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Written by: Mary Brintnall-Peterson, Ph.D., MBP Consulting, LLC, Professor Emeritus, UW-Extension & Caregiver to her son Will.

In life the issues of money, politics, sex and death are often avoided because they are too sensitive and personal.  So, it is understandable why death isn’t talked about when cancer upsets the life of a family.

As a mother of a cancer victim, my family is like everyone else’s– we avoided talking about death, especially when my son was first diagnosed. Each family member kept their death thoughts to themselves not wanting to upset him or each other. So, the reality was all of us had thoughts and fears about death. There was this huge elephant in the room that we all skirted around instead of addressing.

When death was brought up someone would silence the conversation because of fear. The fear was that if we talked about death it would happen. None of us could imagine a life without my son. We didn’t want to think about what the journey to death would entail. Would he be in pain? Would he suffer? Would it be a long struggle with lots of ups and downs?

Since my thoughts and fears were the same as other family members it would probably be good for us to all talk about it openly. Easier said than done!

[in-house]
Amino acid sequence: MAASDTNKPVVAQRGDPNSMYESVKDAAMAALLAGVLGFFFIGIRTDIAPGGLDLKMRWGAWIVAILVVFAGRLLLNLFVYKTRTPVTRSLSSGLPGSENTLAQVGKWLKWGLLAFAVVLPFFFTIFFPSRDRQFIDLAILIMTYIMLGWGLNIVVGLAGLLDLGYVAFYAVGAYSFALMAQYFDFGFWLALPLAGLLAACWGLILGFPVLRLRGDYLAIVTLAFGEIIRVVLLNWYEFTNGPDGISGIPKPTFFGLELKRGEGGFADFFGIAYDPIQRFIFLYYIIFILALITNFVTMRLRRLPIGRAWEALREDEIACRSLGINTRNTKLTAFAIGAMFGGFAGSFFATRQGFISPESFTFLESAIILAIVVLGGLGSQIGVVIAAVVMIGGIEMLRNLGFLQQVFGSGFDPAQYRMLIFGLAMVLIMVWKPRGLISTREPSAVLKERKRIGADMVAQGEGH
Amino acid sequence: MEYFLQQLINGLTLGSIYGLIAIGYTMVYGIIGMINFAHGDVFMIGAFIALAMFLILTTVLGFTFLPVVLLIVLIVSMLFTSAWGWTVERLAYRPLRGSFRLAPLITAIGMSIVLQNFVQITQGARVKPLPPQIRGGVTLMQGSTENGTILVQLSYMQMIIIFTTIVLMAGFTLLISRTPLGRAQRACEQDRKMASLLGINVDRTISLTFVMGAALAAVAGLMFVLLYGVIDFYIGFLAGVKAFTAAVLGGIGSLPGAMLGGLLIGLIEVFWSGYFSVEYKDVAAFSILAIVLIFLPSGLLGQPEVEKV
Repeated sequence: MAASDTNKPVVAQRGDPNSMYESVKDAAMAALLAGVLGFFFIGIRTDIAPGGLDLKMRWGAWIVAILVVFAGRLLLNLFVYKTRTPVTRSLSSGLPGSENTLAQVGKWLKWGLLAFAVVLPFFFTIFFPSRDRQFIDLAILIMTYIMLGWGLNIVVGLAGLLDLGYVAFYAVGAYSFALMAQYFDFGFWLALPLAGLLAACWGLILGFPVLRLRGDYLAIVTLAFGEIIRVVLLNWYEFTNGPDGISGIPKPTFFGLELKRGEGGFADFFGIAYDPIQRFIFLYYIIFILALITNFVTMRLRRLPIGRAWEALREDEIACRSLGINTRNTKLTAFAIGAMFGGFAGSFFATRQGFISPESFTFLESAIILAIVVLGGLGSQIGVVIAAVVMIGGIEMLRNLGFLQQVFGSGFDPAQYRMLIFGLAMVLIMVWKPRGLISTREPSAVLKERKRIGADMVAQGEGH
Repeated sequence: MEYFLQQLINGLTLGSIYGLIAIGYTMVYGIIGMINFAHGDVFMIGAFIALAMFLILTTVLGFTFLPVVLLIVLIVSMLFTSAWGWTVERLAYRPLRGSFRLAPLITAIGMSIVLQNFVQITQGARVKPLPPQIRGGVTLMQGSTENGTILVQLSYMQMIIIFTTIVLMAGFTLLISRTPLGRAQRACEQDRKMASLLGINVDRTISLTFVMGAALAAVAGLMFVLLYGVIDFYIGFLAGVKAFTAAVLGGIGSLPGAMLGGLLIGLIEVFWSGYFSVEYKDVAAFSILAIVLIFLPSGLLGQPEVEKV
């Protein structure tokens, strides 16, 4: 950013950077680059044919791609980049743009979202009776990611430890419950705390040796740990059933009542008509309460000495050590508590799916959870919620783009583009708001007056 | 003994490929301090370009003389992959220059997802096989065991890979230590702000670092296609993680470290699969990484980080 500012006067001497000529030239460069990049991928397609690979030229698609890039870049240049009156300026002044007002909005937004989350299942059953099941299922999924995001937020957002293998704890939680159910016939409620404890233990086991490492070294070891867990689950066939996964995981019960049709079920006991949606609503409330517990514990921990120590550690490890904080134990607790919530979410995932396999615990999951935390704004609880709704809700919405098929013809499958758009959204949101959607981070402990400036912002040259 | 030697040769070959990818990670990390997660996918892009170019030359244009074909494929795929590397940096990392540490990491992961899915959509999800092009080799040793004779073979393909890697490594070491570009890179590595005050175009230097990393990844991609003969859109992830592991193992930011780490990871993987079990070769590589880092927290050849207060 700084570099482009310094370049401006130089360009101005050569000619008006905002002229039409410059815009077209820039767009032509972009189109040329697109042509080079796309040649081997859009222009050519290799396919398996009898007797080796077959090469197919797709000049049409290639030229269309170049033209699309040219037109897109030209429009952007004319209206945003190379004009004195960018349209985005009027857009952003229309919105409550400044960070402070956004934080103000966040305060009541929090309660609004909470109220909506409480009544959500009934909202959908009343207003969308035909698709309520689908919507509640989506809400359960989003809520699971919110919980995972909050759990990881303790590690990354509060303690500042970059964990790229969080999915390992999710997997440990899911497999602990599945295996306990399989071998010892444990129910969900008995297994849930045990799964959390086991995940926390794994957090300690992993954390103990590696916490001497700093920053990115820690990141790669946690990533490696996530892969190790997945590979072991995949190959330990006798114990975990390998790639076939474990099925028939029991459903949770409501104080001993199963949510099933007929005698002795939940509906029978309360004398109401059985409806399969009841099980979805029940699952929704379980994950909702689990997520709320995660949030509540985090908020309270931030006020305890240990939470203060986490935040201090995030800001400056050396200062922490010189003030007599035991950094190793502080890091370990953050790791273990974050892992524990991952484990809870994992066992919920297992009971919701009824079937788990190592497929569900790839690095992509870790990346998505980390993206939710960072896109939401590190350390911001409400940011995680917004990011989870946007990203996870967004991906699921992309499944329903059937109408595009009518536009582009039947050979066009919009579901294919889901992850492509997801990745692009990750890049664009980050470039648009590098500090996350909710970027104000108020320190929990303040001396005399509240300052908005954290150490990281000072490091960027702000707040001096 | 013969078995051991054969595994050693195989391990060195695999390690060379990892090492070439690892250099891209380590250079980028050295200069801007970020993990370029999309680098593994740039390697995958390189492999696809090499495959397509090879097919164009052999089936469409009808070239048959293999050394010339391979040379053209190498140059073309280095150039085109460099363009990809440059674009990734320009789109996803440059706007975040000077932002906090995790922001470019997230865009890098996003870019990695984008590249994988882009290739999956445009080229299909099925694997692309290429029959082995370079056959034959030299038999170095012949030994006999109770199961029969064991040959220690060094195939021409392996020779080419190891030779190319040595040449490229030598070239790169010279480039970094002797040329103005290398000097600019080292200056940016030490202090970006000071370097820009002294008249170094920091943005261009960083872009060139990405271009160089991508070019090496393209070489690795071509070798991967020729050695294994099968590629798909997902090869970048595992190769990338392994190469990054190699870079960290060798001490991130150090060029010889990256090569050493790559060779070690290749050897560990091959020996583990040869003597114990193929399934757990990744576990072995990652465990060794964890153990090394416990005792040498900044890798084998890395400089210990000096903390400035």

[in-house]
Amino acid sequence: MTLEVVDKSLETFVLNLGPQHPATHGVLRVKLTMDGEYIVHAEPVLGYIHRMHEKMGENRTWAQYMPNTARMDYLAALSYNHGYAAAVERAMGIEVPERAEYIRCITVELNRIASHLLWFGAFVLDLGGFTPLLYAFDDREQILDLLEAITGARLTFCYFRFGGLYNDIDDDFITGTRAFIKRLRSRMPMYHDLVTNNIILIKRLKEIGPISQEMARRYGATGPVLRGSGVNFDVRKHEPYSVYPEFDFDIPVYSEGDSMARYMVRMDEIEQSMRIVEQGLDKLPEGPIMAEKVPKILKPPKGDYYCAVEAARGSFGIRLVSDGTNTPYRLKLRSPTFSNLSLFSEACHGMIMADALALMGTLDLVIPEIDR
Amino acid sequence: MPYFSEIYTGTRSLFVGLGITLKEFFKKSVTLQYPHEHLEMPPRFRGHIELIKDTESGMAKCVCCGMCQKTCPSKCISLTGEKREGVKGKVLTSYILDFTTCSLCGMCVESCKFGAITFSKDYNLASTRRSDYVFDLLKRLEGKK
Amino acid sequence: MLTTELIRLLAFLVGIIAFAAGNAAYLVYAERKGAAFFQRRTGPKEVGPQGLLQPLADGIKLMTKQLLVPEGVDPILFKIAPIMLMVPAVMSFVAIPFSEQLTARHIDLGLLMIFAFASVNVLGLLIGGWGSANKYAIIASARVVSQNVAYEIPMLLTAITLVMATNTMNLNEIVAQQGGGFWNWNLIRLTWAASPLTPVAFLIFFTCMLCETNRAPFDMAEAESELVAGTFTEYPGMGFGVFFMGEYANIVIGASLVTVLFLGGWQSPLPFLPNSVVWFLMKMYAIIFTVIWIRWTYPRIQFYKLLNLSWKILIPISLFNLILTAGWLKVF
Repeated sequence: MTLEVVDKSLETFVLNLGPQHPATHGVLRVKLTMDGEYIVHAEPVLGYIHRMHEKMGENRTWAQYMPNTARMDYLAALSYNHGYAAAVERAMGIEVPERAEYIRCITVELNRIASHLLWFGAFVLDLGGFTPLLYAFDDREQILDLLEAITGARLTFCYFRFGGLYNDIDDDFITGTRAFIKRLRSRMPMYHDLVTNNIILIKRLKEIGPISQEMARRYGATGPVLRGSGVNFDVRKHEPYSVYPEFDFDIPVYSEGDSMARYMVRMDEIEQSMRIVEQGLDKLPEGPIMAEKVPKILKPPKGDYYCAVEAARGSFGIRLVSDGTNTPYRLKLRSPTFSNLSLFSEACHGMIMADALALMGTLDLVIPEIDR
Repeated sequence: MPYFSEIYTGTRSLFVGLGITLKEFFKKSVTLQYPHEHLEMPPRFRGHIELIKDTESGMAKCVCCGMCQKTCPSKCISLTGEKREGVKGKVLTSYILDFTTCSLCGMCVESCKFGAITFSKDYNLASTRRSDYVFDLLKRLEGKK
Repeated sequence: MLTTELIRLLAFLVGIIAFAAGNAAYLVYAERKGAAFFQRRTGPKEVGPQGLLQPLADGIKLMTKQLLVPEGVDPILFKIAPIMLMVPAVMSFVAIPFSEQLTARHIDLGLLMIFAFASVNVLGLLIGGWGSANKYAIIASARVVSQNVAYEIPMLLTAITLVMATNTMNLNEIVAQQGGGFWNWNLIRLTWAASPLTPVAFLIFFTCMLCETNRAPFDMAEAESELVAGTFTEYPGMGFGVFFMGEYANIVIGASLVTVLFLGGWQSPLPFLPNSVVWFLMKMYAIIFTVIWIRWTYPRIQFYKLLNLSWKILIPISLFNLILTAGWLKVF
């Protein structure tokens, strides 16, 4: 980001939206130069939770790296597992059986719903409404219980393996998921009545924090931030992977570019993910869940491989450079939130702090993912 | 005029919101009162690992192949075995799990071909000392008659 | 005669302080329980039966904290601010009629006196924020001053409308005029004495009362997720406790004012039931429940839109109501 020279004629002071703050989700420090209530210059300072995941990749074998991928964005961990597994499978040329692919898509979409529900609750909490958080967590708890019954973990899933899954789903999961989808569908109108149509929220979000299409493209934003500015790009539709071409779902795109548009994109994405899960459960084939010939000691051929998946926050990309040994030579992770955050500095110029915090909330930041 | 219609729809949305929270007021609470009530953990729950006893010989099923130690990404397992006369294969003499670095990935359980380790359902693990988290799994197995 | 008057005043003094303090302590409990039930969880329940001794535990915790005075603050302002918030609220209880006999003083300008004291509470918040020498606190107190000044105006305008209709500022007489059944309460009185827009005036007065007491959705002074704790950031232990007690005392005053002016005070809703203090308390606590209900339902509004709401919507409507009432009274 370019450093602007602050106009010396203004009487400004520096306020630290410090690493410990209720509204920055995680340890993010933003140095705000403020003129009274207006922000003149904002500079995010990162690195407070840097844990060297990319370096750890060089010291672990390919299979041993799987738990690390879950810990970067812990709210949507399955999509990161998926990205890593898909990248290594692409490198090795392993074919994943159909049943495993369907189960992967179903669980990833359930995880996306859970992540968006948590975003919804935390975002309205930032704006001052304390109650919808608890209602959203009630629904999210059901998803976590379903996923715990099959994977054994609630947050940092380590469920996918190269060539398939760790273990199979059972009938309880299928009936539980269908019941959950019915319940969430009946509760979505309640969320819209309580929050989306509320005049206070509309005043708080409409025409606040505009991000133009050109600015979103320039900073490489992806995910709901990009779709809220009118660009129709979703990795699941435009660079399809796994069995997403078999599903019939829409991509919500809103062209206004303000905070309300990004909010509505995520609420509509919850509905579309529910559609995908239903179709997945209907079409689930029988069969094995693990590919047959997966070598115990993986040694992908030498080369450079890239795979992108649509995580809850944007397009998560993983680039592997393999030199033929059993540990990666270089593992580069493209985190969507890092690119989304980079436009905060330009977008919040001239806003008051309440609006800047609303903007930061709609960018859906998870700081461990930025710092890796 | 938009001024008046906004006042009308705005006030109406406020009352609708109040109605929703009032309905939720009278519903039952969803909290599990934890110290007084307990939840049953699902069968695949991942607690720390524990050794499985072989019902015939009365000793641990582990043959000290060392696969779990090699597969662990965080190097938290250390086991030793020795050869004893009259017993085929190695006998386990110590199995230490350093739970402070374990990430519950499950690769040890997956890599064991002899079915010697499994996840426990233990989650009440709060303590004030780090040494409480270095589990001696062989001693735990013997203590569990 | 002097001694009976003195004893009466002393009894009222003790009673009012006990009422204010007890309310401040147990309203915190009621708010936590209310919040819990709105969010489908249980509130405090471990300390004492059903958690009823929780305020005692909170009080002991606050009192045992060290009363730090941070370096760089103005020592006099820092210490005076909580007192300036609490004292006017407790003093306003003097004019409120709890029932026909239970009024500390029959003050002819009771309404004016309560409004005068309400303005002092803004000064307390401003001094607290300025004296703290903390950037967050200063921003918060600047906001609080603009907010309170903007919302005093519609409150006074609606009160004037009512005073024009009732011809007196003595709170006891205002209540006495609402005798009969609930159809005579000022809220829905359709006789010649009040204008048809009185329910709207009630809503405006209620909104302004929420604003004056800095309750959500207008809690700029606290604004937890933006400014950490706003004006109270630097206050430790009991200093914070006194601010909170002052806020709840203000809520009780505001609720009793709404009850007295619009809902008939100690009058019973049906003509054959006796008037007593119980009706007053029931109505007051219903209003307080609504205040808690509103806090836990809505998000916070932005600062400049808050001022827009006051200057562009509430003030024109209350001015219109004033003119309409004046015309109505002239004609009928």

I know from other life experiences and situations the value of communicating and having discussions with those affected by the circumstances facing the family. Even after a career in gerontology and health, I now find myself having to take my own advice that I pushed on my students and clients – open communication.

Communication Strategies

It isn’t easy to talk about death, but here are a few ideas that may help you address the topic.

  • Wait until the cancer victim brings up the subject of death and use it as an opportunity to discuss their feelings associated with dying, their service, their wishes, etc.
  • Use the experience of others as examples of what you don’t want to have happen to your family. Examples could be the family having no idea of the individual’s wishes, what to do with their belongings, family members fighting over what should be done as there isn’t agreement on what the individual wanted, etc.
  • Use hospital or cancer organization’s staff. They are trained to help families with difficult conversations and often have educational materials on how to fill out an advance directive, funeral planning, etc. They might be available to facilitate a family member on end of life options or other difficult issues.
  • Bring in a hospice organization to help families understand the death process and what to expect. They can also help families say their good byes so there aren’t regrets once their family member is gone.

Even though we know it is helpful to talk about the elephant in the room, sometimes it best to wait until the cancer victim and family members are ready for the conversation. An alternative would be to have the conversation in bits and pieces. Recognizing and being aware of the need to have a conversation about death is the first step towards making the elephant in the room visible to everyone.